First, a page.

Sports

Tartan Rewards is only a start

When I heard about the Tartan Rewards program, the first idea that popped into my head was to question whether or not the program was “fair.” At a place as diverse as Carnegie Mellon, it seems the school is constantly trying to push people toward mainly sporting events, and I’m not so sure it’s ever going to stick. But throughout the year, Tartan Rewards popped up at other campus events, such as Bhangra in the ’Burgh. This gave the program more of a sense of increasing school spirit overall, not just through sporting events.

Ask someone to describe the typical Carnegie Mellon student, and he or she will usually settle on “passionate.” While knowing that they are surrounded by people who are just as intense about their work gives many students a warm, fuzzy feeling, it also cleverly hides the fact that it is hard to find unifying common interests around campus. Even sports sometimes fail to bring students together.

While sports are popular among certain pockets of the community, excitement surrounding an upcoming sports season isn’t something that’s campus-wide. To solve this problem, the Tartan Rewards program was launched last school year in an effort to increase attendance and enthusiasm for sporting events. The Tartan Rewards program is an initiative that was started by Rotimi Abimbola and Adam Klein, last year’s student body president and vice president, respectively. Tartan Rewards selects several games throughout the season, with a focus on the biggest and most important, and offers special prizes and incentives for people to attend. However, for the program to be successful, it needs to create excitement about a variety of campus events while increasing school pride in the long run.

Now, as the program continues into the new school year, a new question of “fairness” was brought to my attention when reviewing the tentative fall schedule. It includes five football games, two men’s and two women’s soccer games, and one volleyball tournament. I was surprised to see cross country absent from the list. (Men’s tennis and golf are as well; however, these teams do not have home events in the fall.) Josh Centor, the assistant director of athletics and an advisor to the program, explained the rationale behind this decision. “The intent was, to best we could, boost enthusiasm and attendance at sporting events across the board,” he said. Scheduling presented a hurdle as cross country only has one home meet at the Schenley Park Oval, a location not familiar to many students.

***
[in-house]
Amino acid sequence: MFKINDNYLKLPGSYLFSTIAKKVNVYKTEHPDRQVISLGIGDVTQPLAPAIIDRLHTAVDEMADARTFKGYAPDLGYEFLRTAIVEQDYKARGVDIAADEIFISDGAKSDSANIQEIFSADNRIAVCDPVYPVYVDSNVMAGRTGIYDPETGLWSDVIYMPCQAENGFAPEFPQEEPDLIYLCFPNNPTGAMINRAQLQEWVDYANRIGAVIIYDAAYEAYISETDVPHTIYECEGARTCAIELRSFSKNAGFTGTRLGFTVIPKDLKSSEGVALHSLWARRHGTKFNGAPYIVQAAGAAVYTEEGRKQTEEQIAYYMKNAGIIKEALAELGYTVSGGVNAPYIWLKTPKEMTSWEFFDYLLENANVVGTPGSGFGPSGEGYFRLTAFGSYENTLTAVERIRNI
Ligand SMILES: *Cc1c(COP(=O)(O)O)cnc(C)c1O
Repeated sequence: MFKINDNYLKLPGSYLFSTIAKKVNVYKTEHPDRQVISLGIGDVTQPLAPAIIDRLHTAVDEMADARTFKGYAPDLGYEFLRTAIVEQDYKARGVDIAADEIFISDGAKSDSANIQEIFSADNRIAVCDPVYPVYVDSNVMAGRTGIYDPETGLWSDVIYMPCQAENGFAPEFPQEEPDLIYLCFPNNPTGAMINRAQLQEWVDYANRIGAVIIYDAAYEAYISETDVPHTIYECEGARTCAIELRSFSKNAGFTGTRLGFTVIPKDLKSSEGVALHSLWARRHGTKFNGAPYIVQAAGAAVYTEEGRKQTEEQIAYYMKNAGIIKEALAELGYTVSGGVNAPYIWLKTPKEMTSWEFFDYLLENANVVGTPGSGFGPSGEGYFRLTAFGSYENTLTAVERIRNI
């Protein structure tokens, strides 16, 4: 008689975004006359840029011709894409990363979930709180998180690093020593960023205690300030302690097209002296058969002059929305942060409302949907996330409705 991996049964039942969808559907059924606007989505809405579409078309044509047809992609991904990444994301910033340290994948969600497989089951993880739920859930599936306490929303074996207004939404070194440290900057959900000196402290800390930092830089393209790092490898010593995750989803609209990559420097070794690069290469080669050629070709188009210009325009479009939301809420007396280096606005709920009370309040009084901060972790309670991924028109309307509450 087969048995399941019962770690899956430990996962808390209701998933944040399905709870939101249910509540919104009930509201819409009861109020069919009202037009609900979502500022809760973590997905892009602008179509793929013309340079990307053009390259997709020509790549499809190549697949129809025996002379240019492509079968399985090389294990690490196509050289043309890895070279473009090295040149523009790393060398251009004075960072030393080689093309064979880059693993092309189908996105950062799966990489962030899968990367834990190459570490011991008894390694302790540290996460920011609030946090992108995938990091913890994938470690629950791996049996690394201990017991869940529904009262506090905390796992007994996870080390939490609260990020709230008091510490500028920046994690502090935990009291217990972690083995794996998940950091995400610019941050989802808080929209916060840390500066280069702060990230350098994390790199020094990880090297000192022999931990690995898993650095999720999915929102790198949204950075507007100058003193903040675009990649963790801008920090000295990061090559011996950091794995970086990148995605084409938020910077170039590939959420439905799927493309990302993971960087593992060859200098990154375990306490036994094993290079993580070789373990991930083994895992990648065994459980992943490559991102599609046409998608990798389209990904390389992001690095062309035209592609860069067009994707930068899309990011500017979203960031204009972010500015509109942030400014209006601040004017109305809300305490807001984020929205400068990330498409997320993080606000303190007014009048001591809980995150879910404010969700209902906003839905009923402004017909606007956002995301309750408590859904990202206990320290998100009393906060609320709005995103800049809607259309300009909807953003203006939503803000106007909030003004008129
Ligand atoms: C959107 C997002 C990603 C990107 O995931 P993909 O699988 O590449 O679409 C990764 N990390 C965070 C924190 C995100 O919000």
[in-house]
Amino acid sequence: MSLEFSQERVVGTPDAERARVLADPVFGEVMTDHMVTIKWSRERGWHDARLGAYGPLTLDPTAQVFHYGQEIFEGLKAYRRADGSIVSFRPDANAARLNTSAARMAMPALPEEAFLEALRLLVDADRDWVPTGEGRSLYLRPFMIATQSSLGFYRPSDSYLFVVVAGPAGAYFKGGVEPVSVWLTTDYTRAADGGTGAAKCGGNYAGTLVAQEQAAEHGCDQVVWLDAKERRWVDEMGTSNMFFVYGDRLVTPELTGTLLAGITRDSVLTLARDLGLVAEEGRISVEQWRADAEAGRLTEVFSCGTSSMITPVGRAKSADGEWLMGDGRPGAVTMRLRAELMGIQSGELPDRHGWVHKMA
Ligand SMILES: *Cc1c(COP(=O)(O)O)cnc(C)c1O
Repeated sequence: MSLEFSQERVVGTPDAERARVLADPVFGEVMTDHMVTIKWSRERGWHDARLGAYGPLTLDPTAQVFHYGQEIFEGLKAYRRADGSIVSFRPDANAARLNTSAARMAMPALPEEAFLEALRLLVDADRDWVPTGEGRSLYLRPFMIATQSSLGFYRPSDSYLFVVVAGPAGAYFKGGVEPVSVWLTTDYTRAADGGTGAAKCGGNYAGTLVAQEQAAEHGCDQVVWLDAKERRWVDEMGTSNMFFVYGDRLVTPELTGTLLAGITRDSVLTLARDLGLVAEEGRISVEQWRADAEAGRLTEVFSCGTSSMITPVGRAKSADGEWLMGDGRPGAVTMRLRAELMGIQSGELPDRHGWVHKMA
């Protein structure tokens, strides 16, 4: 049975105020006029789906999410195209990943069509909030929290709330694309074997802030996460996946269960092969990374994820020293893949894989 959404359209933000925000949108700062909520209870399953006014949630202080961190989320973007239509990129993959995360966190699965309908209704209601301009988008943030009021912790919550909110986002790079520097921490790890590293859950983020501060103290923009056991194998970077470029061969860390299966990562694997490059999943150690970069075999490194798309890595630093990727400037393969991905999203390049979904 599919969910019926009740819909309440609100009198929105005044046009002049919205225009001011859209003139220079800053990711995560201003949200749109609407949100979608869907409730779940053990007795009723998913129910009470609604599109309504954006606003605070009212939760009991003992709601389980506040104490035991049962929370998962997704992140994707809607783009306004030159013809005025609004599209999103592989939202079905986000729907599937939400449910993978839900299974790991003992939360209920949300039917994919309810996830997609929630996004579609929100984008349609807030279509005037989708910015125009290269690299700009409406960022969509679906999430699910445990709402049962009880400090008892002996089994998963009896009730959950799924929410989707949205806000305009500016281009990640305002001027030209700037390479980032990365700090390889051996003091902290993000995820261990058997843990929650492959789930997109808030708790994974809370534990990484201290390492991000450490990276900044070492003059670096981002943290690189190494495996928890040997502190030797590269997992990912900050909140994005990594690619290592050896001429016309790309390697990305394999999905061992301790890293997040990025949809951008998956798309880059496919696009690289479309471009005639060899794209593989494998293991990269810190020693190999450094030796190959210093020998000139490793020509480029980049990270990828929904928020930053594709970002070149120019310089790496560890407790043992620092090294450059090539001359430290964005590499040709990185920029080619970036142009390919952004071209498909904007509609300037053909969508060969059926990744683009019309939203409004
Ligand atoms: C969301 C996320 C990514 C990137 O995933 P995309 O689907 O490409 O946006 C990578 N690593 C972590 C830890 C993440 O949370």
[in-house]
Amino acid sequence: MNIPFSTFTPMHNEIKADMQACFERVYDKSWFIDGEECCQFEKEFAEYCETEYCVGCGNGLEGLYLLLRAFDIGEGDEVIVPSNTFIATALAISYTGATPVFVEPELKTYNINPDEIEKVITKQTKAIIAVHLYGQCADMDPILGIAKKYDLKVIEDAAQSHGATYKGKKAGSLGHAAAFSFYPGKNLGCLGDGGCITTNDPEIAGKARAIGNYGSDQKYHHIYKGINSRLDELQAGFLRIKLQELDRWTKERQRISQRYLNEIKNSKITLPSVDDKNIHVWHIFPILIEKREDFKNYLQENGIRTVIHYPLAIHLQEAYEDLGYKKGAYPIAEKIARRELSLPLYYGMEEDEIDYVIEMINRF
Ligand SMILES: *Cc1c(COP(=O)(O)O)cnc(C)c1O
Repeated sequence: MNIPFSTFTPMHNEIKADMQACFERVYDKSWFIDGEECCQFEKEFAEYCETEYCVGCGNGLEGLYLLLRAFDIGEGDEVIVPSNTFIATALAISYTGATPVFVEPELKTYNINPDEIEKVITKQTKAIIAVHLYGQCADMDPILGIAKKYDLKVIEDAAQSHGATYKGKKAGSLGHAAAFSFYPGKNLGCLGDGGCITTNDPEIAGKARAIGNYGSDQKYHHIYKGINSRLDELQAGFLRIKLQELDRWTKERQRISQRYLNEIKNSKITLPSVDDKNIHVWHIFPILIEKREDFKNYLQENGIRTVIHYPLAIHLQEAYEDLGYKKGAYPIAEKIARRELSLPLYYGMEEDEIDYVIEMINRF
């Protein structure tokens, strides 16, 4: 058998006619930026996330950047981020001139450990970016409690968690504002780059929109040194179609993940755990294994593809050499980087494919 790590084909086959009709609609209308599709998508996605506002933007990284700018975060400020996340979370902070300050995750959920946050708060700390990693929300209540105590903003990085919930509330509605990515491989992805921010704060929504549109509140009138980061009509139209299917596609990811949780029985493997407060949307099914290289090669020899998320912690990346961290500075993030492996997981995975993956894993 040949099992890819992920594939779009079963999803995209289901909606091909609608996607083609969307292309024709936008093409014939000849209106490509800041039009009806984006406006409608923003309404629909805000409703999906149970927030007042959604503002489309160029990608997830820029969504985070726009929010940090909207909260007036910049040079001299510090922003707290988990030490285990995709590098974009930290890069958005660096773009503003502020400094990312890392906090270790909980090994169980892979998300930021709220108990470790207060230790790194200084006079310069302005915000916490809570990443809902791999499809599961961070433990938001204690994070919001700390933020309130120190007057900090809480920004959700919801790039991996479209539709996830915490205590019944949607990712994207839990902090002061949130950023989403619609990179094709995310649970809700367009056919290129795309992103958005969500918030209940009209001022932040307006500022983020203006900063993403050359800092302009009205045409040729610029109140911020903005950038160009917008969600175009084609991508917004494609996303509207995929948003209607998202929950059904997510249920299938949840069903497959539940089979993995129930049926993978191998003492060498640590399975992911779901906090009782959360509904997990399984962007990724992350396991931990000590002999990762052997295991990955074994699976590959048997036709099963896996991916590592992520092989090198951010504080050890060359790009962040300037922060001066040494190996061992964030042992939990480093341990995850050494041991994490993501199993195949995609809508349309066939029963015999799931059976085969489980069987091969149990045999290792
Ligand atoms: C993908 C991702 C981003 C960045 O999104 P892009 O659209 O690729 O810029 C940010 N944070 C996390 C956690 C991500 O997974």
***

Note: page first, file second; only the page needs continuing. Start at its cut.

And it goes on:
I was skeptical about the Tartan Rewards program at first, but it seems to be having some success. “There was a direct correlation to an increase in student attendance at the events promoted by the Tartan Rewards Program,” said Susan Bassett, director of athletics. Soccer player Leila Bouabdellaoui, a sophomore civil and environmental engineering and engineering and public policy major, agreed. “It advertises for the games and gives people a reason to come out. Whether they’re excited or not, it gives people a chance to socialize,” she said.

In order for the program to grow, it needs to be focused on advertising the incentives and spreading them across a variety of events. I don’t think there is any reason for the program to center on football games, and I hope that all matches are considered equally. The directors of the program should also consider building a better relationship between sports and the community. There are plenty of sporting events this season and throughout the year that are not Rewards events. If Carnegie Mellon is really striving to create school spirit, it should monitor attendance at all games. In the long run, I would hope to see increased attendance, whether students were bribed with free stuff or not.

Overall, though, Carnegie Mellon students could use a push to get out of their typical niches, and the Tartan Rewards program is a good start at doing just that.